In the wake of news that his defamation proceedings against Paul Kimmage will be heard in court in December, UCI president Pat McQuaid has refuted the claim that he is opposed to the freedom of the press.
McQuaid, former UCI president Hein Verbruggen and the UCI itself launched their joint action against the journalist and former professional rider in January of this year, seeking damages of 8,000 Swiss Francs each. They have also demanded that Kimmage take out advertisements in the international media publicising the court’s final order.
Speaking at a press conference in Valkenburg on Saturday, McQuaid denied that his action constituted an attack on the free press, pointing to the fact that the UCI has also launched equivalent proceedings against Floyd Landis.
“First of all, it would be inappropriate for me to comment on that as there is a court case coming up,” McQuaid said. “Secondly, we have reported and stated already why we have done this and thirdly, we have also done the same thing against Floyd Landis. So it’s not a question of the press, it’s a question of the UCI.”
McQuaid and Verbruggen are understood to be suing Kimmage in response to criticisms he levelled against the UCI in an interview with L’Équipe in 2011. The Irishman also published an extensive interview with Landis in The Sunday Times in January 2011, the full transcript of which subsequently appeared on nyvelocity.com, in which Landis detailed his encounters with the UCI hierarchy.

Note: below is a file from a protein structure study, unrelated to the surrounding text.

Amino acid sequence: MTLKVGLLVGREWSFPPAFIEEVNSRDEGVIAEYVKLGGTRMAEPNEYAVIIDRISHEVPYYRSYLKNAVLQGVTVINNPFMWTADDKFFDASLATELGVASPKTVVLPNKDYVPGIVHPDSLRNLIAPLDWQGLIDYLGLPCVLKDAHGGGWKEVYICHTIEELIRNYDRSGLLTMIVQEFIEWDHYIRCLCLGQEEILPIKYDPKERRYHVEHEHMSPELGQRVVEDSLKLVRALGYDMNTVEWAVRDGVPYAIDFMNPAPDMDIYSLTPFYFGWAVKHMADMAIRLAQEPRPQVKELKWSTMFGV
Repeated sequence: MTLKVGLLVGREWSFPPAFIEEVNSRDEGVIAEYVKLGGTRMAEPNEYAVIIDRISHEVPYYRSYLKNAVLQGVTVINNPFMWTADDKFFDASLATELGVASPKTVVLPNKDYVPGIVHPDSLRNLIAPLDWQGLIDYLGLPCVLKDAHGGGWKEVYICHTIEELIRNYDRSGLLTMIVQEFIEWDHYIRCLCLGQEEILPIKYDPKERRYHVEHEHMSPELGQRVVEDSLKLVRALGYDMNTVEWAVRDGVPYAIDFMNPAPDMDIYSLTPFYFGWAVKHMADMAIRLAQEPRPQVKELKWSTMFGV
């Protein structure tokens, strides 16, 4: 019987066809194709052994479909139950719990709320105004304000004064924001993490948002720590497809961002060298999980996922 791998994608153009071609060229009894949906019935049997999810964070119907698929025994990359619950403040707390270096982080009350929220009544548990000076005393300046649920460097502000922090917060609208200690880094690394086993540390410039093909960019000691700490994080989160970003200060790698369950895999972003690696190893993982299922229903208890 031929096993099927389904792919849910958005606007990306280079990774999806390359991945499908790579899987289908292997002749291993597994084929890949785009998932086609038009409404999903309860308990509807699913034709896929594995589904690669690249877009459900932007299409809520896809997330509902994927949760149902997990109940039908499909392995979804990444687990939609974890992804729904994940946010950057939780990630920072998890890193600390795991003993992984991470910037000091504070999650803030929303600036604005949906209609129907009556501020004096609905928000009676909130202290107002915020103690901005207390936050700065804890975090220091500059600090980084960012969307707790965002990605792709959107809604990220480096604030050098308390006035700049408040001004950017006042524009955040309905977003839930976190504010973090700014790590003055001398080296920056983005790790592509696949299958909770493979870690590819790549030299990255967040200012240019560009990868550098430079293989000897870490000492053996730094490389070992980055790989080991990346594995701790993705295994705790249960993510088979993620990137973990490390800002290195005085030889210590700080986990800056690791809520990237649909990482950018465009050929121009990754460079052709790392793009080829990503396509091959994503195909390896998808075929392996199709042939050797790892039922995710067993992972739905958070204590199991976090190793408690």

Cyclingnews asked McQuaid why he had not taken legal action against L’Équipe or The Sunday Times for publishing the allegedly defamatory comments, but instead pursued Kimmage personally through the courts.
“You’ll really need to ask our lawyers, I’m not going to comment on this,” McQuaid said.
Kimmage confirmed during the week that he has received a subpoena from the Est Vaudois district court, which is based in Vevey, near UCI headquarters at Aigle, and the case will be heard on December 12.
Garmin-Sharp rider David Millar is working at the world championships for the BBC, and he was among those present at McQuaid’s press conference. He told Cyclingnews that the case against Kimmage was ill-advised, particularly with far more pressing matters at hand, not least the fall-out from the Lance Armstrong doping case.
“I think that it’s a stupid thing that they shouldn’t be doing because it’s a tiny little thing in the big picture of what’s going on,” Millar said. “It’s just naïve of them to think that’s important, because it is just going to damage them more.
“And let’s face it, Paul’s been the strongest voice in anti-doping in the sport for twenty years and nobody would listen to him. Now everybody is talking about it and everybody’s with him, and now he’s the one guy getting persecuted by the UCI. That’s a bit of a strange thing.”